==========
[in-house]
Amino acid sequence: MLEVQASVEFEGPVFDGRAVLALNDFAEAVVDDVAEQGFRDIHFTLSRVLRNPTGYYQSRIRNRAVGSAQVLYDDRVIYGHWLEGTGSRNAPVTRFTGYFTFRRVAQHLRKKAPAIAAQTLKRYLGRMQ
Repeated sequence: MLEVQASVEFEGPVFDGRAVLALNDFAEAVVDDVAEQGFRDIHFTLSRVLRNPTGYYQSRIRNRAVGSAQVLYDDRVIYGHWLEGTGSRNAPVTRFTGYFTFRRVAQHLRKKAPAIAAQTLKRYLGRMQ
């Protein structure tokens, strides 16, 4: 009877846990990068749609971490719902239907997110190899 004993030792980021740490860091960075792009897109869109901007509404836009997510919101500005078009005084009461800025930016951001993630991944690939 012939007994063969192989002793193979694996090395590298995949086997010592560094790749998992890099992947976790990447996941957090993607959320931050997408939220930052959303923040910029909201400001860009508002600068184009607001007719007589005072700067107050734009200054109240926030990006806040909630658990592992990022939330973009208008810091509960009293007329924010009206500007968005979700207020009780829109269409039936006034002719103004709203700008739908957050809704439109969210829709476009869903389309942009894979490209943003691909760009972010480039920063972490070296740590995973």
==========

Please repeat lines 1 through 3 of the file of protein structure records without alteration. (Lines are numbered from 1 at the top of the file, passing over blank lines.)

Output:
[in-house]
Amino acid sequence: MLEVQASVEFEGPVFDGRAVLALNDFAEAVVDDVAEQGFRDIHFTLSRVLRNPTGYYQSRIRNRAVGSAQVLYDDRVIYGHWLEGTGSRNAPVTRFTGYFTFRRVAQHLRKKAPAIAAQTLKRYLGRMQ
Repeated sequence: MLEVQASVEFEGPVFDGRAVLALNDFAEAVVDDVAEQGFRDIHFTLSRVLRNPTGYYQSRIRNRAVGSAQVLYDDRVIYGHWLEGTGSRNAPVTRFTGYFTFRRVAQHLRKKAPAIAAQTLKRYLGRMQ